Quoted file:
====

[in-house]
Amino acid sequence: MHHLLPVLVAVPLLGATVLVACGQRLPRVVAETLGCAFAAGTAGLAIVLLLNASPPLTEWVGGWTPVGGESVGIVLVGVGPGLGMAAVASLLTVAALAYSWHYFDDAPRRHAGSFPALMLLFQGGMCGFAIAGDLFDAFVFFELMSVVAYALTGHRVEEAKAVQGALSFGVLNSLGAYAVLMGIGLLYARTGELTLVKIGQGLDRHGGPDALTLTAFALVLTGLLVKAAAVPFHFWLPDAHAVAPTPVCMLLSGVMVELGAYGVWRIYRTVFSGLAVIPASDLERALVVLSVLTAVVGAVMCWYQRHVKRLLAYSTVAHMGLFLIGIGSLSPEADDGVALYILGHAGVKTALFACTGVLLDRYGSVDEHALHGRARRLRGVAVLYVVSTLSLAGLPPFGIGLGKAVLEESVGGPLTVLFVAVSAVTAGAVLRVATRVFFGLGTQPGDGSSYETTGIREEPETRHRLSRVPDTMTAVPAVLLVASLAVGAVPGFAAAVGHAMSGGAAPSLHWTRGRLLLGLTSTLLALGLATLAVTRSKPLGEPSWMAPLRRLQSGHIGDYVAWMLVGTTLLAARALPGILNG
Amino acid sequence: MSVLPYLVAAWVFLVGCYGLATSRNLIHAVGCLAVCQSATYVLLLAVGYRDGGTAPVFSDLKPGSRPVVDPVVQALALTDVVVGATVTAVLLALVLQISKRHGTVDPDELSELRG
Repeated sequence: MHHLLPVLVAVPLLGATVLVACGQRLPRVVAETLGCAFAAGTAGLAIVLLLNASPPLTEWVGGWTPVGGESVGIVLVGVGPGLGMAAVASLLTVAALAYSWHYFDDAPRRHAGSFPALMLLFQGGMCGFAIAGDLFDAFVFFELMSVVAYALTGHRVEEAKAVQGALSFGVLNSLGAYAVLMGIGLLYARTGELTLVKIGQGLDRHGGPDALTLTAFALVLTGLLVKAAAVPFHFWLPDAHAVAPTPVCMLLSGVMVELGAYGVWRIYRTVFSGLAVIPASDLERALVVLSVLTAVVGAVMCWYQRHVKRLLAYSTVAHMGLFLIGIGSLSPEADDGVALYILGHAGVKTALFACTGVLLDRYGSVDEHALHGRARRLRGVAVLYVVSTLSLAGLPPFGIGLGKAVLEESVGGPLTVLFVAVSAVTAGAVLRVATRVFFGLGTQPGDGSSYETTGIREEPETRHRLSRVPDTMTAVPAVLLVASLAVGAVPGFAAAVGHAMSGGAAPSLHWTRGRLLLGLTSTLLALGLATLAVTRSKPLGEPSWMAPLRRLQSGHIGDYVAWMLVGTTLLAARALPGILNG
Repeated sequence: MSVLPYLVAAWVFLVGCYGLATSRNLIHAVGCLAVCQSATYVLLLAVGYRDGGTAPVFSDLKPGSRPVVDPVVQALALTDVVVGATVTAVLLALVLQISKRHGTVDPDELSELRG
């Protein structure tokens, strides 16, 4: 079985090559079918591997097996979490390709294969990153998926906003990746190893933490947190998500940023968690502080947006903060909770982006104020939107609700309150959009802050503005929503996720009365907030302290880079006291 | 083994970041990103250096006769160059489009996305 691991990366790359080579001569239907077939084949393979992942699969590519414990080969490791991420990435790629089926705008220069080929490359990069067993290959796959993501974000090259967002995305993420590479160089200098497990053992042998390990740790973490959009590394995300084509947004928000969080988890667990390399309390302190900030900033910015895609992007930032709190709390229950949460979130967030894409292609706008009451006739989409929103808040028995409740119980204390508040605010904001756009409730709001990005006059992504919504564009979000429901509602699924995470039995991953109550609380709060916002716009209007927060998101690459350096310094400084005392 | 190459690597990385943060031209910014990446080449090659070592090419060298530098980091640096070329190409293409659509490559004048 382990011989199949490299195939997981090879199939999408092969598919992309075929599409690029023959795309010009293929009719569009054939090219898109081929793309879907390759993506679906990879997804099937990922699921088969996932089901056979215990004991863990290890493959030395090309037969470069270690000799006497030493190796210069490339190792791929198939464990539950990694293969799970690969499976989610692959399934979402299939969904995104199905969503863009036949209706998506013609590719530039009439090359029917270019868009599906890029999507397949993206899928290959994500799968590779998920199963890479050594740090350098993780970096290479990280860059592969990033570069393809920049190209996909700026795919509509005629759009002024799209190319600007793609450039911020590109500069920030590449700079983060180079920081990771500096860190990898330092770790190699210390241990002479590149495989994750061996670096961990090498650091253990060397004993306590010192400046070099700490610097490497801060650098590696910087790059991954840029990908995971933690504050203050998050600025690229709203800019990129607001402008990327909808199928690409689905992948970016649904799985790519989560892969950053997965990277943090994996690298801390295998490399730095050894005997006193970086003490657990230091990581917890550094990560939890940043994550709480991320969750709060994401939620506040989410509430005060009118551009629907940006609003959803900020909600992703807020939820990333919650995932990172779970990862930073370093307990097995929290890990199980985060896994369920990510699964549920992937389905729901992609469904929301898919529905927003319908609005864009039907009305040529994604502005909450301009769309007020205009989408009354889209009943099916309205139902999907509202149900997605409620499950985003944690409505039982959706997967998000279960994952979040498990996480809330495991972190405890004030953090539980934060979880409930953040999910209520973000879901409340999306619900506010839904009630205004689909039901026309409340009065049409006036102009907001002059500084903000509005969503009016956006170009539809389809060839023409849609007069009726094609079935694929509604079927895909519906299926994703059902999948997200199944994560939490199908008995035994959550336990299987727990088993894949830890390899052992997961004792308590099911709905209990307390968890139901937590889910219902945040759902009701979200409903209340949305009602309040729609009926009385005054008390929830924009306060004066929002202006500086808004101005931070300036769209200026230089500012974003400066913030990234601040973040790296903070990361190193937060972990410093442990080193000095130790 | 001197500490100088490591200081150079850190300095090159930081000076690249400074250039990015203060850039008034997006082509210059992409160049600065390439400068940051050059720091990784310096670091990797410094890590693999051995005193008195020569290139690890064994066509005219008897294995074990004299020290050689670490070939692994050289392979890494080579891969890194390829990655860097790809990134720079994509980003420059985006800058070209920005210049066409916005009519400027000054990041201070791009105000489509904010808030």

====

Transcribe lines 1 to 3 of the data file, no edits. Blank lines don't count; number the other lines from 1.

[in-house]
Amino acid sequence: MHHLLPVLVAVPLLGATVLVACGQRLPRVVAETLGCAFAAGTAGLAIVLLLNASPPLTEWVGGWTPVGGESVGIVLVGVGPGLGMAAVASLLTVAALAYSWHYFDDAPRRHAGSFPALMLLFQGGMCGFAIAGDLFDAFVFFELMSVVAYALTGHRVEEAKAVQGALSFGVLNSLGAYAVLMGIGLLYARTGELTLVKIGQGLDRHGGPDALTLTAFALVLTGLLVKAAAVPFHFWLPDAHAVAPTPVCMLLSGVMVELGAYGVWRIYRTVFSGLAVIPASDLERALVVLSVLTAVVGAVMCWYQRHVKRLLAYSTVAHMGLFLIGIGSLSPEADDGVALYILGHAGVKTALFACTGVLLDRYGSVDEHALHGRARRLRGVAVLYVVSTLSLAGLPPFGIGLGKAVLEESVGGPLTVLFVAVSAVTAGAVLRVATRVFFGLGTQPGDGSSYETTGIREEPETRHRLSRVPDTMTAVPAVLLVASLAVGAVPGFAAAVGHAMSGGAAPSLHWTRGRLLLGLTSTLLALGLATLAVTRSKPLGEPSWMAPLRRLQSGHIGDYVAWMLVGTTLLAARALPGILNG
Amino acid sequence: MSVLPYLVAAWVFLVGCYGLATSRNLIHAVGCLAVCQSATYVLLLAVGYRDGGTAPVFSDLKPGSRPVVDPVVQALALTDVVVGATVTAVLLALVLQISKRHGTVDPDELSELRG